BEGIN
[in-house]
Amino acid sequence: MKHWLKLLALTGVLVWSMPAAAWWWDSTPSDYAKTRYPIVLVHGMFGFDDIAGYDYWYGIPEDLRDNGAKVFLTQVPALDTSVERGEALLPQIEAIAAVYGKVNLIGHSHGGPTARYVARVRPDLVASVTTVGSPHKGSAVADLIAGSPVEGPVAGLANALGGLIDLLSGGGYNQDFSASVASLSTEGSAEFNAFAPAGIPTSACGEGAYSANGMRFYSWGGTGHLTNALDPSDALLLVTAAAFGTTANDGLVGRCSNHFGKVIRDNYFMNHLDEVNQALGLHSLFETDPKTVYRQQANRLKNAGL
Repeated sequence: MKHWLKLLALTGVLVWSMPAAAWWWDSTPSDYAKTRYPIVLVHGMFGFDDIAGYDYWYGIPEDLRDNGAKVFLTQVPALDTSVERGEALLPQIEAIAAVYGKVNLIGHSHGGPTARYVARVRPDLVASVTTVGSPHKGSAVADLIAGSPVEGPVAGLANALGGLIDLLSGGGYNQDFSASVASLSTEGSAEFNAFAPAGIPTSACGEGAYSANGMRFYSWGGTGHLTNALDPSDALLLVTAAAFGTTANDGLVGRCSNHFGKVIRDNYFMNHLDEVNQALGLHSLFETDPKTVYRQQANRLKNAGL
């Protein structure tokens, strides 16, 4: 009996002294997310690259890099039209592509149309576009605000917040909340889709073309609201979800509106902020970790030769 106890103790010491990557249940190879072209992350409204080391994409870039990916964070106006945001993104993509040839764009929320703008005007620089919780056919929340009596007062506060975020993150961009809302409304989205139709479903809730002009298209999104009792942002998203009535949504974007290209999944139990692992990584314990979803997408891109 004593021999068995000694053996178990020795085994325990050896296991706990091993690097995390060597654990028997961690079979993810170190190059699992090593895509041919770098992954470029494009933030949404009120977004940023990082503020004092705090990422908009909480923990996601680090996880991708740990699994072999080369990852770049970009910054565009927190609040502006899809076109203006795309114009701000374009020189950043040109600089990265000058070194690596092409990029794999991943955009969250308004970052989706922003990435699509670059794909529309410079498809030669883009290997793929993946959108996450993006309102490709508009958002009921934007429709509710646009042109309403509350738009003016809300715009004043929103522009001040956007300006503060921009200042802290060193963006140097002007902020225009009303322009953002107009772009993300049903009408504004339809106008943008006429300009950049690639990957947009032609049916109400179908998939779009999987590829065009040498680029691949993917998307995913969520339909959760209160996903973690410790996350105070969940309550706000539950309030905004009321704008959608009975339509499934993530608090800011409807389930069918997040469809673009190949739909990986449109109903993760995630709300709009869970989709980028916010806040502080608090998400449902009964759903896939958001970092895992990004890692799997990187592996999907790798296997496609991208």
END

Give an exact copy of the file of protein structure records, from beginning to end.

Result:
[in-house]
Amino acid sequence: MKHWLKLLALTGVLVWSMPAAAWWWDSTPSDYAKTRYPIVLVHGMFGFDDIAGYDYWYGIPEDLRDNGAKVFLTQVPALDTSVERGEALLPQIEAIAAVYGKVNLIGHSHGGPTARYVARVRPDLVASVTTVGSPHKGSAVADLIAGSPVEGPVAGLANALGGLIDLLSGGGYNQDFSASVASLSTEGSAEFNAFAPAGIPTSACGEGAYSANGMRFYSWGGTGHLTNALDPSDALLLVTAAAFGTTANDGLVGRCSNHFGKVIRDNYFMNHLDEVNQALGLHSLFETDPKTVYRQQANRLKNAGL
Repeated sequence: MKHWLKLLALTGVLVWSMPAAAWWWDSTPSDYAKTRYPIVLVHGMFGFDDIAGYDYWYGIPEDLRDNGAKVFLTQVPALDTSVERGEALLPQIEAIAAVYGKVNLIGHSHGGPTARYVARVRPDLVASVTTVGSPHKGSAVADLIAGSPVEGPVAGLANALGGLIDLLSGGGYNQDFSASVASLSTEGSAEFNAFAPAGIPTSACGEGAYSANGMRFYSWGGTGHLTNALDPSDALLLVTAAAFGTTANDGLVGRCSNHFGKVIRDNYFMNHLDEVNQALGLHSLFETDPKTVYRQQANRLKNAGL
């Protein structure tokens, strides 16, 4: 009996002294997310690259890099039209592509149309576009605000917040909340889709073309609201979800509106902020970790030769 106890103790010491990557249940190879072209992350409204080391994409870039990916964070106006945001993104993509040839764009929320703008005007620089919780056919929340009596007062506060975020993150961009809302409304989205139709479903809730002009298209999104009792942002998203009535949504974007290209999944139990692992990584314990979803997408891109 004593021999068995000694053996178990020795085994325990050896296991706990091993690097995390060597654990028997961690079979993810170190190059699992090593895509041919770098992954470029494009933030949404009120977004940023990082503020004092705090990422908009909480923990996601680090996880991708740990699994072999080369990852770049970009910054565009927190609040502006899809076109203006795309114009701000374009020189950043040109600089990265000058070194690596092409990029794999991943955009969250308004970052989706922003990435699509670059794909529309410079498809030669883009290997793929993946959108996450993006309102490709508009958002009921934007429709509710646009042109309403509350738009003016809300715009004043929103522009001040956007300006503060921009200042802290060193963006140097002007902020225009009303322009953002107009772009993300049903009408504004339809106008943008006429300009950049690639990957947009032609049916109400179908998939779009999987590829065009040498680029691949993917998307995913969520339909959760209160996903973690410790996350105070969940309550706000539950309030905004009321704008959608009975339509499934993530608090800011409807389930069918997040469809673009190949739909990986449109109903993760995630709300709009869970989709980028916010806040502080608090998400449902009964759903896939958001970092895992990004890692799997990187592996999907790798296997496609991208």